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A centripetal force is a force that makes a body follow a curved path. Its direction is orthogonal to the motion of the body. Isaac Newton described it as a force by which bodies are drawn or impelled, or in any way tend, in Newtonian mechanics, gravity provides the centripetal force responsible for astronomical orbits. One common example involving centripetal force is the case in which a body moves with uniform speed along a circular path, the centripetal force is directed at right angles to the motion and also along the radius towards the centre of the circular path. The mathematical description was derived in 1659 by the Dutch physicist Christiaan Huygens, the direction of the force is toward the center of the circle in which the object is moving, or the osculating circle. The speed in the formula is squared, so twice the speed needs four times the force, the inverse relationship with the radius of curvature shows that half the radial distance requires twice the force. Expressed using the orbital period T for one revolution of the circle, the rope example is an example involving a pull force. The centripetal force can also be supplied as a push force, newtons idea of a centripetal force corresponds to what is nowadays referred to as a central force. Another example of centripetal force arises in the helix that is traced out when a particle moves in a uniform magnetic field in the absence of other external forces. In this case, the force is the centripetal force that acts towards the helix axis. Below are three examples of increasing complexity, with derivations of the formulas governing velocity and acceleration, uniform circular motion refers to the case of constant rate of rotation. Here are two approaches to describing this case, assume uniform circular motion, which requires three things. The object moves only on a circle, the radius of the circle r does not change in time. The object moves with constant angular velocity ω around the circle, therefore, θ = ω t where t is time. Now find the velocity v and acceleration a of the motion by taking derivatives of position with respect to time, consequently, a = − ω2 r. negative shows that the acceleration is pointed towards the center of the circle, hence it is called centripetal. While objects naturally follow a path, this centripetal acceleration describes the circular motion path caused by a centripetal force. The image at right shows the relationships for uniform circular motion. In this subsection, dθ/dt is assumed constant, independent of time, consequently, d r d t = lim Δ t →0 r − r Δ t = d ℓ d t

8.
Circular motion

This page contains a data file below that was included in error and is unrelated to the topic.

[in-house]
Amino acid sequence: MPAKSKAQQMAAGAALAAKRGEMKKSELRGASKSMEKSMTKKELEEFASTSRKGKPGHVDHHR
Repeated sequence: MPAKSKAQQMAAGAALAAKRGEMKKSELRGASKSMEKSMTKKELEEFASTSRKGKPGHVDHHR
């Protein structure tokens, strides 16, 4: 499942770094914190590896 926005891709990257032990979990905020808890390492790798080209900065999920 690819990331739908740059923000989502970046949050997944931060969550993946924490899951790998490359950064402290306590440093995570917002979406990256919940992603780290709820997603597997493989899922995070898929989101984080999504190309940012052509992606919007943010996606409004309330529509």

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In physics, circular motion is a movement of an object along the circumference of a circle or rotation along a circular path. It can be uniform, with constant angular rate of rotation and constant speed, the rotation around a fixed axis of a three-dimensional body involves circular motion of its parts. The equations of motion describe the movement of the center of mass of a body, since the objects velocity vector is constantly changing direction, the moving object is undergoing acceleration by a centripetal force in the direction of the center of rotation. Without this acceleration, the object would move in a straight line, in physics, uniform circular motion describes the motion of a body traversing a circular path at constant speed. Since the body describes circular motion, its distance from the axis of rotation remains constant at all times, though the bodys speed is constant, its velocity is not constant, velocity, a vector quantity, depends on both the bodys speed and its direction of travel. This changing velocity indicates the presence of an acceleration, this acceleration is of constant magnitude. This acceleration is, in turn, produced by a force which is also constant in magnitude. For motion in a circle of radius r, the circumference of the circle is C = 2π r, the axis of rotation is shown as a vector ω perpendicular to the plane of the orbit and with a magnitude ω = dθ / dt. The direction of ω is chosen using the right-hand rule, likewise, the acceleration is given by a = ω × v = ω ×, which is a vector perpendicular to both ω and v of magnitude ω |v| = ω2 r and directed exactly opposite to r. In the simplest case the speed, mass and radius are constant, consider a body of one kilogram, moving in a circle of radius one metre, with an angular velocity of one radian per second. The speed is one metre per second, the inward acceleration is one metre per square second, v2/r. It is subject to a force of one kilogram metre per square second. The momentum of the body is one kg·m·s−1, the moment of inertia is one kg·m2. The angular momentum is one kg·m2·s−1, the kinetic energy is 1/2 joule. The circumference of the orbit is 2π metres, the period of the motion is 2π seconds per turn. It is convenient to introduce the unit vector orthogonal to u ^ R as well and it is customary to orient u ^ θ to point in the direction of travel along the orbit. The velocity is the derivative of the displacement, v → = d d t r → = d R d t u ^ R + R d u ^ R d t. Because the radius of the circle is constant, the component of the velocity is zero